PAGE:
I am not a fan of The Beautiful Game, although I do watch and appreciate its beauty especially when it is displayed by the likes of Lionel Messi. Soccer, as with all games, when played with skill and competence is a beautiful game. The same might be said of hockey, baseball, basketball, or curling. When any skill is combined with artistry, whether in sport or some other human endeavor, it has a beauty worthy of admiration.
So I do appreciate soccer and have watched it in many venues on various parts of the globe. When the World Cup comes around, as well as other lesser championship competitions, I make it a point to watch.
And so over the past several weeks I have watched a fair number of matches. I have been impressed by some and less intrigued by others. Among those that I enjoyed most were those in which one side exposed and exploited the weaknesses of others.
The dismantling of Spain by The Netherlands on Friday the Thirteenth was the first match that grabbed my attention. Spain was the defending champion and one might have expected a first rate match. Instead it was a lesson in the insignificance of results from four years previous. The 5-1 thrashing was, at least for me, a surprise and the skills displayed were a thing of beauty. It also turned out to be a signal that The Netherlands was going to be a side to be reckoned with over the course of the competition.
Germany's beat down of Portugal in Group play was a similar revelation and signal. Germany's display of skills would be seen again in the most stunning result of the tournament in the semi-final against the host country.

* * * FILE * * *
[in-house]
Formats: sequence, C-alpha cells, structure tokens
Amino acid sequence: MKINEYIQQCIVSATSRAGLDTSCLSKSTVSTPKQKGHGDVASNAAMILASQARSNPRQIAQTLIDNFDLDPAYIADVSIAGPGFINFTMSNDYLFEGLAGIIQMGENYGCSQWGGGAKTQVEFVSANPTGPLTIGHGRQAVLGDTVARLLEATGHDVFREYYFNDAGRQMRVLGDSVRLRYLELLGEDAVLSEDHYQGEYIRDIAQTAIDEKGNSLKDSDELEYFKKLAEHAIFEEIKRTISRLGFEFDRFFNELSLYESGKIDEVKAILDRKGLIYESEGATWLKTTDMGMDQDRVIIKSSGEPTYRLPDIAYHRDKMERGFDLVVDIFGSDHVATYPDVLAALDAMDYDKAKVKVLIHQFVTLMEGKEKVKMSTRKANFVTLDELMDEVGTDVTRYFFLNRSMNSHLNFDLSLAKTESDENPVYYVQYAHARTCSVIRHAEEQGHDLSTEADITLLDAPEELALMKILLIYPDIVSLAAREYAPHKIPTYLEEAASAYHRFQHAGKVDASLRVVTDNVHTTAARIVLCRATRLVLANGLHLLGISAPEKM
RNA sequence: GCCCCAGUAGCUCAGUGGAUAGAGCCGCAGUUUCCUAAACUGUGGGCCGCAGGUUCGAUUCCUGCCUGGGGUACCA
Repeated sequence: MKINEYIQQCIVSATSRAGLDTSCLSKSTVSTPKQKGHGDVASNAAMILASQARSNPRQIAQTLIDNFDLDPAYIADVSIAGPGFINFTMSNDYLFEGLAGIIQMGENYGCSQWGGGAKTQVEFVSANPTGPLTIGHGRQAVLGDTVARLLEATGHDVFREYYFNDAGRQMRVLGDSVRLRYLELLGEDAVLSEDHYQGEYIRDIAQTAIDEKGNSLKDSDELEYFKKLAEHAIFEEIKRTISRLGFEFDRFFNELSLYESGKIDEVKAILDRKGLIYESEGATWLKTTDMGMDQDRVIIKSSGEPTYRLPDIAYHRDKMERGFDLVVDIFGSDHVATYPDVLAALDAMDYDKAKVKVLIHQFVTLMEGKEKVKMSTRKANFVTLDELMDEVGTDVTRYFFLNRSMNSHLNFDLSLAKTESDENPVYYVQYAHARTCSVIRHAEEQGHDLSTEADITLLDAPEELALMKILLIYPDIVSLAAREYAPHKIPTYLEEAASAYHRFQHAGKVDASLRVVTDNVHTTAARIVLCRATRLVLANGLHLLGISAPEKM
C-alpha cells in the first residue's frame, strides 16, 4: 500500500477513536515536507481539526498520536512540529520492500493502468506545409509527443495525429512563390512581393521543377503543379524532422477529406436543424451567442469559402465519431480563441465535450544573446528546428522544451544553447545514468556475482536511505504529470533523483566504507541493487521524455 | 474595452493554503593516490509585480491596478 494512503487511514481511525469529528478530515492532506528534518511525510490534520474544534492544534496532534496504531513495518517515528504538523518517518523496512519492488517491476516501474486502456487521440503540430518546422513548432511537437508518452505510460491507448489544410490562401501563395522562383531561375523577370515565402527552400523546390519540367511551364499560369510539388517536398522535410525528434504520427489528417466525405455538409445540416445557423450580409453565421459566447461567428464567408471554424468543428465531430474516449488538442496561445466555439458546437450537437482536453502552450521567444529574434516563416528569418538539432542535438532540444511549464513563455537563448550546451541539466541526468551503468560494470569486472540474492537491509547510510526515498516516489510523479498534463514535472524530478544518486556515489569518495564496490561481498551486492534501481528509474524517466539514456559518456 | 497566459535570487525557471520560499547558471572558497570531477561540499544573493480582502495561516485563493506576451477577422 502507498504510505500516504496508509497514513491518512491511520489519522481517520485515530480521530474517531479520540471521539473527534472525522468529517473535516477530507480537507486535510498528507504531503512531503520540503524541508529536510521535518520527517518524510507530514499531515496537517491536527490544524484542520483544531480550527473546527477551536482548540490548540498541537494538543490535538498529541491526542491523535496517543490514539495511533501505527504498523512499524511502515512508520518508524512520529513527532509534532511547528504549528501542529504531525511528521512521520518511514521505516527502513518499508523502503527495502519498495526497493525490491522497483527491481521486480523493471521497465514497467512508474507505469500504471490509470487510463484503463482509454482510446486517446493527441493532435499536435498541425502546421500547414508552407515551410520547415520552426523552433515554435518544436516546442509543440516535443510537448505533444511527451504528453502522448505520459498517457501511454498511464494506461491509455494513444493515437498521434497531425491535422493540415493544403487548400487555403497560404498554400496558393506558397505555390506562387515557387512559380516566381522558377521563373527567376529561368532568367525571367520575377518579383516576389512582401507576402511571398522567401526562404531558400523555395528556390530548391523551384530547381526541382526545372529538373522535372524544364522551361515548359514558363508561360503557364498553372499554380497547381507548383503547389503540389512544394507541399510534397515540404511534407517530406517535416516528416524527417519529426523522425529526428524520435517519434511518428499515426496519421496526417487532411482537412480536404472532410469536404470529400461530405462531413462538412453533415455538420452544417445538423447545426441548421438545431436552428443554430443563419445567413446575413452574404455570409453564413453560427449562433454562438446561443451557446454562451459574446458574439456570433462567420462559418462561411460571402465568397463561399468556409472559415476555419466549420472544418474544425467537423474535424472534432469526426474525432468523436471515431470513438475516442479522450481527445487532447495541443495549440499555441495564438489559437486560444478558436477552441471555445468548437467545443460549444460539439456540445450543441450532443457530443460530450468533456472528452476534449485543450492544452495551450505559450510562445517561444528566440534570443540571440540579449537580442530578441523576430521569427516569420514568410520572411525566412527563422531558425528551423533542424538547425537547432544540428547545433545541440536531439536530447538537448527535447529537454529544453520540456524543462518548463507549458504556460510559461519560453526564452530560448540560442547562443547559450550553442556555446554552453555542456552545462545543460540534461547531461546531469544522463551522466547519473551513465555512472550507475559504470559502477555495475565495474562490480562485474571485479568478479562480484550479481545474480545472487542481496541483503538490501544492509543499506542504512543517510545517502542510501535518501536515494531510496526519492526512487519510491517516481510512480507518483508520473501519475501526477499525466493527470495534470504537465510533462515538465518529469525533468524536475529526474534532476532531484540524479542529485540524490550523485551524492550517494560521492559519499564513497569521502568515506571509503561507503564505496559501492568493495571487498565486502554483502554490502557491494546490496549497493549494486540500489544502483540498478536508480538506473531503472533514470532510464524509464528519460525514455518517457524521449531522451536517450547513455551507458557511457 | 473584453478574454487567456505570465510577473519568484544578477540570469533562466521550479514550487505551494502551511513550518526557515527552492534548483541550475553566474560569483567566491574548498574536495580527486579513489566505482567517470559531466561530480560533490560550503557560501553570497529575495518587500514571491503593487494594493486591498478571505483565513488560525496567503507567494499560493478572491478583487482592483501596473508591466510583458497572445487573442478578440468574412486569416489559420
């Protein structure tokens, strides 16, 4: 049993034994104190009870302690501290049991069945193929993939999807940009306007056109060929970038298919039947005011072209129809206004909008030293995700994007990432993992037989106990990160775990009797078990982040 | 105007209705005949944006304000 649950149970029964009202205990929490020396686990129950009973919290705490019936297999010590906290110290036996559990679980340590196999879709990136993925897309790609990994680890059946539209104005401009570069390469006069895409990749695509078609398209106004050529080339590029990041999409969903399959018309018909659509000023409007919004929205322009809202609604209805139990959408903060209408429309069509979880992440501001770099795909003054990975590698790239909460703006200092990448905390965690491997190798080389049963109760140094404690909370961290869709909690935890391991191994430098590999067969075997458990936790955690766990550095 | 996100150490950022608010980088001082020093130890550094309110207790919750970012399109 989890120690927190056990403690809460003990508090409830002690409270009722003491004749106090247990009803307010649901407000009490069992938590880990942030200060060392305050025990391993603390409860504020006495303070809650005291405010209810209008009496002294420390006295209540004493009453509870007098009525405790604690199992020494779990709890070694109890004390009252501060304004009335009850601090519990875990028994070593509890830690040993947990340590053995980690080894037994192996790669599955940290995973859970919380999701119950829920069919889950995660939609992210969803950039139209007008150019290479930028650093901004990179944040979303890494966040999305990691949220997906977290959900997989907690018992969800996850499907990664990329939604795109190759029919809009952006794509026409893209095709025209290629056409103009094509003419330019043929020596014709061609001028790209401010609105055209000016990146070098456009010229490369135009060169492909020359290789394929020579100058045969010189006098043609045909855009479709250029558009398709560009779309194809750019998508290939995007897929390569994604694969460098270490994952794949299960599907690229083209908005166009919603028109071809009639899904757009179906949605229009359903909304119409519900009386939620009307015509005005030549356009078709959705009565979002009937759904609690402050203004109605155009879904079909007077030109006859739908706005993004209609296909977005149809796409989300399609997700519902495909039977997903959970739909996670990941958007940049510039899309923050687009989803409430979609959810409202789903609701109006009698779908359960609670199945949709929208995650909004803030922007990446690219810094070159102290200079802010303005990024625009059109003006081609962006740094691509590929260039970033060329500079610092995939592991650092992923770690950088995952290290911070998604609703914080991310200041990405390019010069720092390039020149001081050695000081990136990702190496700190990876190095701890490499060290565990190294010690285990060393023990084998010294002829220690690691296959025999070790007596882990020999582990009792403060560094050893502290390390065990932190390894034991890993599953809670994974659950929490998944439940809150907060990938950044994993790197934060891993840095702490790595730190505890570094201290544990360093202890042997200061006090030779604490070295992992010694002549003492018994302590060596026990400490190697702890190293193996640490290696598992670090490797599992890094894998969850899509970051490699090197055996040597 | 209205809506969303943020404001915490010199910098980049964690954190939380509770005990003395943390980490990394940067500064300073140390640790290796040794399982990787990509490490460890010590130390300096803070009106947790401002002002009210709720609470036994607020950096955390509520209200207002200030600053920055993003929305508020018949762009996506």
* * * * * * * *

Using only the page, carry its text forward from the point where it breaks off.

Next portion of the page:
Some of the most entertaining matches involved Costa Rica and Columbia playing well above expectations. The victory of the little guy is almost always appealing and the advancement of these two sides into the quarterfinals was as delightful as it was improbable.
As for Brazil they advanced as anticipated to the semi-finals although they never displayed the high level of play expected. I kept waiting to see the beautiful game played with Brazilian style, but with the exception of a few fleeting moments it never appeared. Throughout their run the ESPN announcers continued to question Brazil's level of play, and expressed doubt that they would make it to the finish line.
As for the United States there were two aspects to the competition that have been analyzed. First was the quality of play. A record of 1-2-1 is hardly impressive, yet Tim Howard was unbelievable in goal and the fact that the U.S. could defeat their nemesis in Ghana, and play to a tie with Portugal and lose 1-0 to Germany was encouraging. Without Tim Howard of course these results may not have been as good as they were.
Second, what did all this mean for the future of soccer in the United States? This is a question asked every World Cup, and one that in the past was answered with "nothing." Does this now change? Maybe. Big crowds in public venues watched the games and across the country smaller groups of people gathered to watch and cheer together.